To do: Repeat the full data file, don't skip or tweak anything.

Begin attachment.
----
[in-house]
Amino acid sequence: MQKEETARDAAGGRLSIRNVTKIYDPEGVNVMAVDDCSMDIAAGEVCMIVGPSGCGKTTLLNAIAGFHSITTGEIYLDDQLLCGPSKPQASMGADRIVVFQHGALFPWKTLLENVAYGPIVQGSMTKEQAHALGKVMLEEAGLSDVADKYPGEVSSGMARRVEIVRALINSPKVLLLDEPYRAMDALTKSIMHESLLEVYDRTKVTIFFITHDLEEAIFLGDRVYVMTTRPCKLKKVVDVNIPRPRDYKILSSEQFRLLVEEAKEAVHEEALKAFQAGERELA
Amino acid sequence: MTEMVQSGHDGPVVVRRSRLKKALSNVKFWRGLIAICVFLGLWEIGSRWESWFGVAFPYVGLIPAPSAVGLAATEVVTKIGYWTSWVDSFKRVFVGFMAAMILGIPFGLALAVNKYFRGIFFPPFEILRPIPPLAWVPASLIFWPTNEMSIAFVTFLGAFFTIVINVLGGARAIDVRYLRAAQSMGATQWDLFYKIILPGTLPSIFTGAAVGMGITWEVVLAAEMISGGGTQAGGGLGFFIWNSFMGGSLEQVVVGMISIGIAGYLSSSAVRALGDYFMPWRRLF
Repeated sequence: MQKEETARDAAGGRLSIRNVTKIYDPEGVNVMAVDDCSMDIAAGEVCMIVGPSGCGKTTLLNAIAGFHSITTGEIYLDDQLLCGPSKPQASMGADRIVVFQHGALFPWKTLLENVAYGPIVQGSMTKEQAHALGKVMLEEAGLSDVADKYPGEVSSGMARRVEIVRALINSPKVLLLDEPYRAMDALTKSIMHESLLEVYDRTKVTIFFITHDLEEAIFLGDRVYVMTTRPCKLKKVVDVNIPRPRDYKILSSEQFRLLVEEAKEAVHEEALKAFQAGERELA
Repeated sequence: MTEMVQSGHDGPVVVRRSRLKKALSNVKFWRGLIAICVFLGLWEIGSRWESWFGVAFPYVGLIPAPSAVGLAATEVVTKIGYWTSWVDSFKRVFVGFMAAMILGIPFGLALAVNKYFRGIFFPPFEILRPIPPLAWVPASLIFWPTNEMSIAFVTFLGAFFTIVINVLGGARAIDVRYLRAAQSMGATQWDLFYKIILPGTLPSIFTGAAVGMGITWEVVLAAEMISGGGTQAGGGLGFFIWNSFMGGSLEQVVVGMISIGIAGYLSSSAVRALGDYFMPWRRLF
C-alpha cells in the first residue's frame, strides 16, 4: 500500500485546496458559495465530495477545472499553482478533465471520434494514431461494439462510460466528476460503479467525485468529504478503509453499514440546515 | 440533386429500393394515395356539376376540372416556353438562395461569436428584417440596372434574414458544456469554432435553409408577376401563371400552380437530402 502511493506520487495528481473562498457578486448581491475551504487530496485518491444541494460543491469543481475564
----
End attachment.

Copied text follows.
[in-house]
Amino acid sequence: MQKEETARDAAGGRLSIRNVTKIYDPEGVNVMAVDDCSMDIAAGEVCMIVGPSGCGKTTLLNAIAGFHSITTGEIYLDDQLLCGPSKPQASMGADRIVVFQHGALFPWKTLLENVAYGPIVQGSMTKEQAHALGKVMLEEAGLSDVADKYPGEVSSGMARRVEIVRALINSPKVLLLDEPYRAMDALTKSIMHESLLEVYDRTKVTIFFITHDLEEAIFLGDRVYVMTTRPCKLKKVVDVNIPRPRDYKILSSEQFRLLVEEAKEAVHEEALKAFQAGERELA
Amino acid sequence: MTEMVQSGHDGPVVVRRSRLKKALSNVKFWRGLIAICVFLGLWEIGSRWESWFGVAFPYVGLIPAPSAVGLAATEVVTKIGYWTSWVDSFKRVFVGFMAAMILGIPFGLALAVNKYFRGIFFPPFEILRPIPPLAWVPASLIFWPTNEMSIAFVTFLGAFFTIVINVLGGARAIDVRYLRAAQSMGATQWDLFYKIILPGTLPSIFTGAAVGMGITWEVVLAAEMISGGGTQAGGGLGFFIWNSFMGGSLEQVVVGMISIGIAGYLSSSAVRALGDYFMPWRRLF
Repeated sequence: MQKEETARDAAGGRLSIRNVTKIYDPEGVNVMAVDDCSMDIAAGEVCMIVGPSGCGKTTLLNAIAGFHSITTGEIYLDDQLLCGPSKPQASMGADRIVVFQHGALFPWKTLLENVAYGPIVQGSMTKEQAHALGKVMLEEAGLSDVADKYPGEVSSGMARRVEIVRALINSPKVLLLDEPYRAMDALTKSIMHESLLEVYDRTKVTIFFITHDLEEAIFLGDRVYVMTTRPCKLKKVVDVNIPRPRDYKILSSEQFRLLVEEAKEAVHEEALKAFQAGERELA
Repeated sequence: MTEMVQSGHDGPVVVRRSRLKKALSNVKFWRGLIAICVFLGLWEIGSRWESWFGVAFPYVGLIPAPSAVGLAATEVVTKIGYWTSWVDSFKRVFVGFMAAMILGIPFGLALAVNKYFRGIFFPPFEILRPIPPLAWVPASLIFWPTNEMSIAFVTFLGAFFTIVINVLGGARAIDVRYLRAAQSMGATQWDLFYKIILPGTLPSIFTGAAVGMGITWEVVLAAEMISGGGTQAGGGLGFFIWNSFMGGSLEQVVVGMISIGIAGYLSSSAVRALGDYFMPWRRLF
C-alpha cells in the first residue's frame, strides 16, 4: 500500500485546496458559495465530495477545472499553482478533465471520434494514431461494439462510460466528476460503479467525485468529504478503509453499514440546515 | 440533386429500393394515395356539376376540372416556353438562395461569436428584417440596372434574414458544456469554432435553409408577376401563371400552380437530402 502511493506520487495528481473562498457578486448581491475551504487530496485518491444541494460543491469543481475564